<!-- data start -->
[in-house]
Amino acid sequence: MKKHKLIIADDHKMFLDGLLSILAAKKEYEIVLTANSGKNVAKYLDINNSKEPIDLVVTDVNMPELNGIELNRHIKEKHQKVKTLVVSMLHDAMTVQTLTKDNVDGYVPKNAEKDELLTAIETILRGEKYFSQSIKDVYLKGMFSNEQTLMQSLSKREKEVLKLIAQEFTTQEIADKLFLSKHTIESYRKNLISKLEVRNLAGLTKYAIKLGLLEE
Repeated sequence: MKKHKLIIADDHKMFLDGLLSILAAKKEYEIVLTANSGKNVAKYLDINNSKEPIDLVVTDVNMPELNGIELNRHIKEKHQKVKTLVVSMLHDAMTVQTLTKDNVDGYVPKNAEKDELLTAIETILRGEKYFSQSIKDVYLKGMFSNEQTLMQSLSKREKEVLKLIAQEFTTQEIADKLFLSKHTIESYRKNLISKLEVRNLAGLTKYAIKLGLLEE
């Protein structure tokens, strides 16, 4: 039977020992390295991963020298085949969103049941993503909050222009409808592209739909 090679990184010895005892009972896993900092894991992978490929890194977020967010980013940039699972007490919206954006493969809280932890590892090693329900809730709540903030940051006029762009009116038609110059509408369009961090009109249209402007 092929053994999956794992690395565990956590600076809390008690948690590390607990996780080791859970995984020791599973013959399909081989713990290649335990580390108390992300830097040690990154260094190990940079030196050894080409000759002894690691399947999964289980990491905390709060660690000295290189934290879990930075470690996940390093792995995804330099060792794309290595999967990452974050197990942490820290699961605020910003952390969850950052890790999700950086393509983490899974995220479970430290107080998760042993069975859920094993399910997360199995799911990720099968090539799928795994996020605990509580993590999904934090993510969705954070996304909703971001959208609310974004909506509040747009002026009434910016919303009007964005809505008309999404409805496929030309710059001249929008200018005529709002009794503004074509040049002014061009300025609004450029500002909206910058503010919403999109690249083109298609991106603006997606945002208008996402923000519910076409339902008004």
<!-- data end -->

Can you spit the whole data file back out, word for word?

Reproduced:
[in-house]
Amino acid sequence: MKKHKLIIADDHKMFLDGLLSILAAKKEYEIVLTANSGKNVAKYLDINNSKEPIDLVVTDVNMPELNGIELNRHIKEKHQKVKTLVVSMLHDAMTVQTLTKDNVDGYVPKNAEKDELLTAIETILRGEKYFSQSIKDVYLKGMFSNEQTLMQSLSKREKEVLKLIAQEFTTQEIADKLFLSKHTIESYRKNLISKLEVRNLAGLTKYAIKLGLLEE
Repeated sequence: MKKHKLIIADDHKMFLDGLLSILAAKKEYEIVLTANSGKNVAKYLDINNSKEPIDLVVTDVNMPELNGIELNRHIKEKHQKVKTLVVSMLHDAMTVQTLTKDNVDGYVPKNAEKDELLTAIETILRGEKYFSQSIKDVYLKGMFSNEQTLMQSLSKREKEVLKLIAQEFTTQEIADKLFLSKHTIESYRKNLISKLEVRNLAGLTKYAIKLGLLEE
């Protein structure tokens, strides 16, 4: 039977020992390295991963020298085949969103049941993503909050222009409808592209739909 090679990184010895005892009972896993900092894991992978490929890194977020967010980013940039699972007490919206954006493969809280932890590892090693329900809730709540903030940051006029762009009116038609110059509408369009961090009109249209402007 092929053994999956794992690395565990956590600076809390008690948690590390607990996780080791859970995984020791599973013959399909081989713990290649335990580390108390992300830097040690990154260094190990940079030196050894080409000759002894690691399947999964289980990491905390709060660690000295290189934290879990930075470690996940390093792995995804330099060792794309290595999967990452974050197990942490820290699961605020910003952390969850950052890790999700950086393509983490899974995220479970430290107080998760042993069975859920094993399910997360199995799911990720099968090539799928795994996020605990509580993590999904934090993510969705954070996304909703971001959208609310974004909506509040747009002026009434910016919303009007964005809505008309999404409805496929030309710059001249929008200018005529709002009794503004074509040049002014061009300025609004450029500002909206910058503010919403999109690249083109298609991106603006997606945002208008996402923000519910076409339902008004």